John Williams' final foray into movie musicals -- aside from the scrapped idea of making "Hook" into a musical -- was 1973's "Tom Sawyer," which paired him with the successful songwriting pair of Richard and Robert Sherman. The result was a decent effort, as Williams put some strong flourishes into the songs as well as his underscore. Naturally, you'll hear touches of "The Reivers" here, but you'll also note the strong work as an orchestrator that made this musical worth watching and a joy to hear. Host Jeff Commings analyzes some strong underscore moments and how Williams was able to beef up some of the top songs in the film. This would be the first of five films with John Williams music in 1973, starting what would be an unforgettable 12 months for the Maestro.
John Williams wrapped up the year 1972 with the drama "Pete 'N' Tillie," a major departure from the other three scores he wrote for films that year. It was much quieter, focusing on a simple piano theme to serve as a quasi-love theme for the not-so-perfect-together couple of the film's title. It was also much shorter, coming in at less than 15 minutes of music in the finished film. As such, this isn't a long episode filled with a treasure trove of musical moments, but host Jeff Commings is ready to guide you through the creation of this score, and why he's not as enamored with the theme as most John Williams fans.
We've arrived at the score in John Williams' career that sounds pretty much like nothing he had ever written -- and almost like nothing he will write as his career evolves. The collaboration with Robert Altman for "Images" began in the 1960s, when the two were toiling away in television work and Altman had the idea for the story of a schizophrenic woman. Altman allowed Williams unlimited options for his score: "The more absurd, the better," Altman said. Williams brought on celebrated percussionist Stomu Yamash'ta to play the unique instruments that would create some exciting sounds to go along with Williams' performance on the piano and a virtuoso string section. Host Jeff Commings is joined by Jens Dietrich as the two analyze this score and discuss how much improvisation was allowed in the performance.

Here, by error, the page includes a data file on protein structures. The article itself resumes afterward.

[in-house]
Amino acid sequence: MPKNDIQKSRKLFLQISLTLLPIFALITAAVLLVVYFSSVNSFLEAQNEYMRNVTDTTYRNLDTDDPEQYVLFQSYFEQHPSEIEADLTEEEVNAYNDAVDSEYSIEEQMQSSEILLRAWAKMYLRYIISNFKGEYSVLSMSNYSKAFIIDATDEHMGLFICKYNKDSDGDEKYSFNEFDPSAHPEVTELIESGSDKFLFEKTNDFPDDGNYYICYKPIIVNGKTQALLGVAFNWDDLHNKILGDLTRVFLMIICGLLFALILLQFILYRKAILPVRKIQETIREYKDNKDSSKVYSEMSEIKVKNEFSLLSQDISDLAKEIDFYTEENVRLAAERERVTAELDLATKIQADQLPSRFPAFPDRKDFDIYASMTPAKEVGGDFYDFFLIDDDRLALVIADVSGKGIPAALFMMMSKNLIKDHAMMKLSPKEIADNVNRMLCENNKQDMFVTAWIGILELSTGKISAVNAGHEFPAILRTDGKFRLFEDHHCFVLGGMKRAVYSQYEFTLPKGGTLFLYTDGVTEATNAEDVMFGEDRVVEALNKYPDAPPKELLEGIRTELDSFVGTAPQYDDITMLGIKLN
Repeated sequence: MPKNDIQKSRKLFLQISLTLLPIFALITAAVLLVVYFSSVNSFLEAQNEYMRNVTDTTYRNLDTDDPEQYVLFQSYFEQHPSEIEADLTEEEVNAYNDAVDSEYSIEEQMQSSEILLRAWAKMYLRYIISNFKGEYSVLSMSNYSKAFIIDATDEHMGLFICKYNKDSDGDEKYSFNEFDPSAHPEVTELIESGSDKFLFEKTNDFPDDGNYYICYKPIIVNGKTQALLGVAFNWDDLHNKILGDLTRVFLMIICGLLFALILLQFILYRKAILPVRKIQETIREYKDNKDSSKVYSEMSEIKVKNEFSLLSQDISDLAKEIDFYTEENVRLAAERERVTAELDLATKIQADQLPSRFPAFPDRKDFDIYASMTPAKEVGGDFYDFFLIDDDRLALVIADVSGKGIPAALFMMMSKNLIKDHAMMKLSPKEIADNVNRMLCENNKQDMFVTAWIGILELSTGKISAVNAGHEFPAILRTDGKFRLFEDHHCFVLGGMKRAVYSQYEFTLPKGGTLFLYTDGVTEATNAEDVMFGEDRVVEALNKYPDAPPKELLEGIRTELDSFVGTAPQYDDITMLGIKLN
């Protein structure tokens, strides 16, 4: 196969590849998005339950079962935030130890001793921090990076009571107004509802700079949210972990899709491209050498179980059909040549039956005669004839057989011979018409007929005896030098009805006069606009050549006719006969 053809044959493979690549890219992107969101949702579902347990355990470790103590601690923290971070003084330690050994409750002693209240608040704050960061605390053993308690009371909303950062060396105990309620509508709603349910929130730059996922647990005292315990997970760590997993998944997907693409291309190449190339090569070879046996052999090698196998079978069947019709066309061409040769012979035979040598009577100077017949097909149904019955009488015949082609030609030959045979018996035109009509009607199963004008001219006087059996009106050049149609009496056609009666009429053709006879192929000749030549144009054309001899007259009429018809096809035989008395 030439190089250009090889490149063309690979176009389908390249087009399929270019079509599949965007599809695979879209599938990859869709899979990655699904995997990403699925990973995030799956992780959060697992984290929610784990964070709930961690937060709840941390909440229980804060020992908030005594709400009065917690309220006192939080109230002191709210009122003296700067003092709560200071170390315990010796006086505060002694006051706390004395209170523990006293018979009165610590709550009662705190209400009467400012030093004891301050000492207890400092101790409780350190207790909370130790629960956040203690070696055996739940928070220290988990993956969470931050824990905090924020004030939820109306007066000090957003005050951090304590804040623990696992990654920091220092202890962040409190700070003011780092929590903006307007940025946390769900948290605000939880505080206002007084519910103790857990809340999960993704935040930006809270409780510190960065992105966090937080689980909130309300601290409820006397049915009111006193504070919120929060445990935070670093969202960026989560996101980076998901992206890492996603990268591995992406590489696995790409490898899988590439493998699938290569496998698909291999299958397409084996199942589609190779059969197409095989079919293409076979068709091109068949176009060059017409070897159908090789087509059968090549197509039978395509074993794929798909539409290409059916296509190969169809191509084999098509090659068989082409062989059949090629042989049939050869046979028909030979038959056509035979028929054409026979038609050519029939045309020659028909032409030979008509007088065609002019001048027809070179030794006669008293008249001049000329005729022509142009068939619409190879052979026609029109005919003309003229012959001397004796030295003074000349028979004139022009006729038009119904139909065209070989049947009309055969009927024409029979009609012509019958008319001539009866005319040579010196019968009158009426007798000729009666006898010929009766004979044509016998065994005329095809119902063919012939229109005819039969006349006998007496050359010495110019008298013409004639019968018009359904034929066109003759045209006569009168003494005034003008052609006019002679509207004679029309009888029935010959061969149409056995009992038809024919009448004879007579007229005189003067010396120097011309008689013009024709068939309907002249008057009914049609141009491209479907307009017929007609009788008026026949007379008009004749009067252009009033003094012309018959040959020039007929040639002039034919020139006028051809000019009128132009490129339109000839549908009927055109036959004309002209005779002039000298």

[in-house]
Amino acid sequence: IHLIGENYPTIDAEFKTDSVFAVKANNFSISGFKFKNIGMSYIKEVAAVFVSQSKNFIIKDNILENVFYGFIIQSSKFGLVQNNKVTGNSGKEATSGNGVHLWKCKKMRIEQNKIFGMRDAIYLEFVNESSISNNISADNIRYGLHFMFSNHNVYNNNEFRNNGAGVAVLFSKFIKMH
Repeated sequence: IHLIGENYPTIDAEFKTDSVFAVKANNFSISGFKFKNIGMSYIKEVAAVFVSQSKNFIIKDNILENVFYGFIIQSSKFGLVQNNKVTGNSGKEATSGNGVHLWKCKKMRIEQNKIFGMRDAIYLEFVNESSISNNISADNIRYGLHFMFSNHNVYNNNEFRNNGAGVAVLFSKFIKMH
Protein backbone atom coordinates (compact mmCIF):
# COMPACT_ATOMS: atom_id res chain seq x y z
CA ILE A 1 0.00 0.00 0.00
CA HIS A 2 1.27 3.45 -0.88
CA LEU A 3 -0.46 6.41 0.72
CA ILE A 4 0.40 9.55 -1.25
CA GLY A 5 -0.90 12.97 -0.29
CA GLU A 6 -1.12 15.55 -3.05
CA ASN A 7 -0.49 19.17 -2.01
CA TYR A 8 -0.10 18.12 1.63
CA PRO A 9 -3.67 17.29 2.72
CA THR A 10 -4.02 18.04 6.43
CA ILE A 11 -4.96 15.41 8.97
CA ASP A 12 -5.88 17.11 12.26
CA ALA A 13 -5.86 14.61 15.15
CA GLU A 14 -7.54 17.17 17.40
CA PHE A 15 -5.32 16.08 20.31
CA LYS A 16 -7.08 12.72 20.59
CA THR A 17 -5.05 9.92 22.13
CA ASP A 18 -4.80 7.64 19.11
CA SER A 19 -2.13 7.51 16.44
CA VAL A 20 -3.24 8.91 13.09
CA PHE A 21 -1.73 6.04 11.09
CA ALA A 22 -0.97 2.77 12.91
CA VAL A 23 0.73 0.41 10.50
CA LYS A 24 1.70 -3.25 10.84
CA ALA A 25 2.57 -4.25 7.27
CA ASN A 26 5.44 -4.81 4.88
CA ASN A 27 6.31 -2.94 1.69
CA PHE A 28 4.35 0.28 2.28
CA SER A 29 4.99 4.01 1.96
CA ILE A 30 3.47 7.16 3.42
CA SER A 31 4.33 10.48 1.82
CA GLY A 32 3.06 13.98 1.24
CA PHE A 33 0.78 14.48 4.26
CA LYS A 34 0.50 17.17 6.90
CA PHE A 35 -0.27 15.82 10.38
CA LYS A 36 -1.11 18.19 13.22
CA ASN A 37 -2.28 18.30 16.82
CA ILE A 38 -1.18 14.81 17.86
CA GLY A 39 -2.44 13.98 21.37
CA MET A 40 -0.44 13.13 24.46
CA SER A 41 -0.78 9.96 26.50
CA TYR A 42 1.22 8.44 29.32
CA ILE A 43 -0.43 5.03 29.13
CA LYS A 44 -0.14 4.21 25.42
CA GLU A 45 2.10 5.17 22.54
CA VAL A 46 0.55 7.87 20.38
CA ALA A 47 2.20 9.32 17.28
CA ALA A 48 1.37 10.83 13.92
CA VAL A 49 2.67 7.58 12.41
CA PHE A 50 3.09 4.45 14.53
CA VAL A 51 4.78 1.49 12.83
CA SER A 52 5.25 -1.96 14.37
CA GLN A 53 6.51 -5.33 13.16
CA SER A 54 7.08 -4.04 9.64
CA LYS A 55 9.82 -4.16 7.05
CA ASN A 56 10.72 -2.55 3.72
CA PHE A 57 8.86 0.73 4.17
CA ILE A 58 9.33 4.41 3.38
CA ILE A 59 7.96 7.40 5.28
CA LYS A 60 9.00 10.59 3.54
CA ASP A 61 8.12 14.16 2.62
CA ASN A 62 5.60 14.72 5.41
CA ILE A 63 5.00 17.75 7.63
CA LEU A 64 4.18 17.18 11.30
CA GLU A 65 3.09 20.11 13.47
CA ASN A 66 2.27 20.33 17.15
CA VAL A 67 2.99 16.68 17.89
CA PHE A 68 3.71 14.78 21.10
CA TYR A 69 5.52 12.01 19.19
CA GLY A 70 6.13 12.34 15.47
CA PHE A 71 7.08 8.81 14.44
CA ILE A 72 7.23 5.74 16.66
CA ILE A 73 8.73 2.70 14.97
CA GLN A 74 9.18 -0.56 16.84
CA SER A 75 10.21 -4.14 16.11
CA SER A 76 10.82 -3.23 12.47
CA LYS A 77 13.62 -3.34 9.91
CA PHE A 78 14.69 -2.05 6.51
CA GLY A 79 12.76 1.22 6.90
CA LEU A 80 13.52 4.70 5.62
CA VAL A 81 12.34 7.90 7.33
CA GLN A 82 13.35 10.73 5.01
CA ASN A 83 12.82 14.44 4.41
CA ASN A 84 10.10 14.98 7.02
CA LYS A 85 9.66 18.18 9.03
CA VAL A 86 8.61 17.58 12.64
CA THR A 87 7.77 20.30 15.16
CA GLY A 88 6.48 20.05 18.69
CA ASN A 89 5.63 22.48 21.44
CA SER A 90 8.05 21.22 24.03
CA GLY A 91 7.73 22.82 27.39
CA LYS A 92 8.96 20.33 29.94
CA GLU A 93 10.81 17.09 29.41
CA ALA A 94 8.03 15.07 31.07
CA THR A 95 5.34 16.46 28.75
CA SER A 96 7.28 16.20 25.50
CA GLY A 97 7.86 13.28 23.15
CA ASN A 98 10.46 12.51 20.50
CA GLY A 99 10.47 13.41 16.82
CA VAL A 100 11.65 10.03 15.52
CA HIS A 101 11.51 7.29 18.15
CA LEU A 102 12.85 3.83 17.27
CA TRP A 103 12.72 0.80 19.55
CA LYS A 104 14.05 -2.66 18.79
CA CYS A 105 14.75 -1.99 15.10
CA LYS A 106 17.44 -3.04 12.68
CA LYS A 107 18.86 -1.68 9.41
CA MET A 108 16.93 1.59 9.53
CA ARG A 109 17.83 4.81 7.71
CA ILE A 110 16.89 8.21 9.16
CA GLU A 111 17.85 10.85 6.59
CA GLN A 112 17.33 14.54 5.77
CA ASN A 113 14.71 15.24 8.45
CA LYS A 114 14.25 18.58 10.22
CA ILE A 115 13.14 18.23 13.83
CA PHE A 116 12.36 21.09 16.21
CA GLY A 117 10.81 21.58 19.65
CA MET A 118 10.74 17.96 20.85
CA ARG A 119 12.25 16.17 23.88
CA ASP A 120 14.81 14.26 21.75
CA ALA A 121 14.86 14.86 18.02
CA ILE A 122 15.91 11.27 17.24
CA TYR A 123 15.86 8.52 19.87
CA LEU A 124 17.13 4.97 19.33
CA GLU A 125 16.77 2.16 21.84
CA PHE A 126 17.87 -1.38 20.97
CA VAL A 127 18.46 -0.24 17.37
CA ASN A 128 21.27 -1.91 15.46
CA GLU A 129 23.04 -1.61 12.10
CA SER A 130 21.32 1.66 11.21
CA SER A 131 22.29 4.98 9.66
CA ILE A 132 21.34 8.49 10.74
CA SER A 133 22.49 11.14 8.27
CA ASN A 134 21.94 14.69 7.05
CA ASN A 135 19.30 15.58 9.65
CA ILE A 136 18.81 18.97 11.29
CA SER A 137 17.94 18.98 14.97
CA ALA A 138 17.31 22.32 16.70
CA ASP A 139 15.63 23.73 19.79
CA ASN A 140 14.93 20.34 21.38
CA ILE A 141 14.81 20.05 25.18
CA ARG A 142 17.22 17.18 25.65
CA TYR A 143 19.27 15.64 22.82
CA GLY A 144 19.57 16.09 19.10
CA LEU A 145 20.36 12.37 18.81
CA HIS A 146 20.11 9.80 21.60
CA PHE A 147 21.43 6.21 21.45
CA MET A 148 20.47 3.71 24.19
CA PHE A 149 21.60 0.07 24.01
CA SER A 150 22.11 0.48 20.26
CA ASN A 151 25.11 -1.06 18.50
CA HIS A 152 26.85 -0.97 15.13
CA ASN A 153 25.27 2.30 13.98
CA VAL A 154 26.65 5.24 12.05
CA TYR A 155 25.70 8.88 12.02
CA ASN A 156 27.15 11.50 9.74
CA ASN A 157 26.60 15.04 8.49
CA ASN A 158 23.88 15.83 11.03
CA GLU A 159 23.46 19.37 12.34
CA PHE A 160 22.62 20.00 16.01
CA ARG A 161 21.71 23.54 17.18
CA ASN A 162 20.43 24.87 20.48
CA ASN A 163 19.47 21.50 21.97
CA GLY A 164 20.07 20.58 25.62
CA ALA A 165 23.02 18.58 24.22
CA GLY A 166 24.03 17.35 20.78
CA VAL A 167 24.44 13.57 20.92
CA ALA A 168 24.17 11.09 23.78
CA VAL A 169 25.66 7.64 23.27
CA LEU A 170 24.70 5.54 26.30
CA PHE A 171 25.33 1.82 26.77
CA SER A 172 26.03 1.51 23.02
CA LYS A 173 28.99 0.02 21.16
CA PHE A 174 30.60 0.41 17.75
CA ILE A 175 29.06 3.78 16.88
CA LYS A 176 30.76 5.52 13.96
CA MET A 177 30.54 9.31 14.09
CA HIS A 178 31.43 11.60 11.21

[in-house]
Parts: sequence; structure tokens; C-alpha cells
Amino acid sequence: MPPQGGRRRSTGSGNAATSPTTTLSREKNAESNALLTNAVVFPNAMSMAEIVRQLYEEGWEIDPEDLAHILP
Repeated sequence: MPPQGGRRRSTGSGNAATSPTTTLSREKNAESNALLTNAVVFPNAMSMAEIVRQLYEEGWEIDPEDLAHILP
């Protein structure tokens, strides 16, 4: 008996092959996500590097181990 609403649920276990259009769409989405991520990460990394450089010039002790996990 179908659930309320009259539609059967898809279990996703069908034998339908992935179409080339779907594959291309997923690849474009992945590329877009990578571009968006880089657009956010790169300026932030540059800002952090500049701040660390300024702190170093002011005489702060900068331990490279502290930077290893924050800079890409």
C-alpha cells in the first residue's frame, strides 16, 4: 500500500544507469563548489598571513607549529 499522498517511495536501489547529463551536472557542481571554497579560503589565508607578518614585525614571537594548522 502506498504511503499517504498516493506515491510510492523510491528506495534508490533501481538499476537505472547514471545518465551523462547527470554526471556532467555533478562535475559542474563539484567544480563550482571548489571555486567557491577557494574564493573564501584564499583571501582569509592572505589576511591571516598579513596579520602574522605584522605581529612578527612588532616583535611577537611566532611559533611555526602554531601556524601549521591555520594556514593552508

John Williams reteamed with Irwin Allen for the 1972 action film "The Poseidon Adventure," a risk-taker of a movie that worked out well for everyone involved and officially created the disaster-film genre. Williams does well in creating a strong opening but keeps his orchestra subdued throughout the film to keep the atmosphere of doom and gloom always present, with little sense of hope. Host Jeff Commings is on hand to detail the highlights from the score and how the film set a few precedents. Take a journey through hell -- though we promise you'll enjoy every minute of it!
John Williams returned to the Old West -- and returned to working with director Mark Rydell -- for the 1972 film "The Cowboys." Once again leaning on Aaron Copland's template for Americana-tinged music, Williams employed a fun theme for the 11 boys hired to help John Wayne herd cattle across the plains. He also used a bass harmonica for the film's villain, played viciously by Bruce Dern. The score is counted as a favorite for many John Williams fans, and after learning more about the music with host Jeff Commings, you might be adding it to your top 10 list of best John Williams scores.